Second, make sure you get enough protein. Protein is your body's main supply of amino acids. Amino acids are very important for mood issues because they are the building blocks of neurotransmitters. Protein also helps to regulate blood sugar. I recommend eating protein with every meal; this includes dark green leafy vegetables, eggs, poultry, and meat.
Third, complex carbohydrates like sweet potato and quinoa are great too. They allow better absorption of key amino acids like tryptophan. Tryptophan is used by your body to make serotonin (your “happy hormone”) and melatonin (your “sleepy” hormone). So, if you want to relax, try these in the evening.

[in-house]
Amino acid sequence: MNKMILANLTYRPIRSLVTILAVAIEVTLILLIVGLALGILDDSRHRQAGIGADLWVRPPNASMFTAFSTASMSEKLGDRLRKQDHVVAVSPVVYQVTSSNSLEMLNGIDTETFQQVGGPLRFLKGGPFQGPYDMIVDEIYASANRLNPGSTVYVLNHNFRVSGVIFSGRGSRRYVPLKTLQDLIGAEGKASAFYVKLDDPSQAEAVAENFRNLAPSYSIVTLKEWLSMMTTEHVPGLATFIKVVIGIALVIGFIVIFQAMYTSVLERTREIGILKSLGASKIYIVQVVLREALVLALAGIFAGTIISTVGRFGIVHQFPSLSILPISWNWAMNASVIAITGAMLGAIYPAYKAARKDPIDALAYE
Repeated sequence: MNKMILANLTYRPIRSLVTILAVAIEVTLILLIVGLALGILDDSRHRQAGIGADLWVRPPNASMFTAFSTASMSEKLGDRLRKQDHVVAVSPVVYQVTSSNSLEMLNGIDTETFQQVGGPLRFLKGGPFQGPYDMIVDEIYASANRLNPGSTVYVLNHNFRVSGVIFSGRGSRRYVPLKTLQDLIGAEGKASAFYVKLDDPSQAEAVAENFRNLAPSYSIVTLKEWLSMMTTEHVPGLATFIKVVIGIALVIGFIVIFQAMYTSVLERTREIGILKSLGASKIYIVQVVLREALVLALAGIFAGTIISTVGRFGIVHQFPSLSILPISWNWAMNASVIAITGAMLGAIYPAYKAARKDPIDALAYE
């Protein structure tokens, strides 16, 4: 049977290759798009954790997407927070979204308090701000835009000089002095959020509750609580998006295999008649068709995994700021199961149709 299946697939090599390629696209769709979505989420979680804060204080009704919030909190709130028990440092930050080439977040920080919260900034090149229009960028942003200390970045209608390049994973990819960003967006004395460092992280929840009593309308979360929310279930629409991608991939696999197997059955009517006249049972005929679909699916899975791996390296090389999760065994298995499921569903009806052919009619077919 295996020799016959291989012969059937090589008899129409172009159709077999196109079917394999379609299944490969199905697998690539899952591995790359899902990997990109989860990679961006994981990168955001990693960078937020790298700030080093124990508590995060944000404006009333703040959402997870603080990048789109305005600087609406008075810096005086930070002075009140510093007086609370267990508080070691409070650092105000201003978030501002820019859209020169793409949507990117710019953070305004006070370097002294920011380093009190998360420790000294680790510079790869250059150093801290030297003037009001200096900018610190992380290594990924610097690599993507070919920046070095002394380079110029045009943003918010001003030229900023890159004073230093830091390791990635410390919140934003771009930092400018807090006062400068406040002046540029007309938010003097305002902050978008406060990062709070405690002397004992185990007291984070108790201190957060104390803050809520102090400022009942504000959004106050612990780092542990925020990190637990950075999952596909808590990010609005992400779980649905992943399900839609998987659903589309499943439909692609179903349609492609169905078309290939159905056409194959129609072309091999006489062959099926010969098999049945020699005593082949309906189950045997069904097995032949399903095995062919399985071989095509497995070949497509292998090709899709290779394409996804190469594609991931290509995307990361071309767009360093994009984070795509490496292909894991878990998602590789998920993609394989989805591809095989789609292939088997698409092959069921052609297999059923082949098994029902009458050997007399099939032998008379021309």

Fourth, fish and other sources of omega-3 fatty acids (nuts, seeds, and algae) are also mood-boosting. Omega-3s are definitely “brain food” and may help to ease some symptoms.
FUN FACT: One study showed that giving one multi-vitamin and one omega-3 fish oil tablet per day to prison inmates reduced the incidence of violent behavior by 50%!
Last but not least, make sure you’re hydrated. Mild dehydration can cause mood issues as well.
You won’t be surprised to hear me say processed foods are mood-busters, right? One study suggests that eating a lot of processed foods devoid of nutrients can increase your chances of becoming depressed by as much as 60 percent! This is on top of the research that shows nutrient deficiencies can look like mental health problems.
“But it makes me feel good!”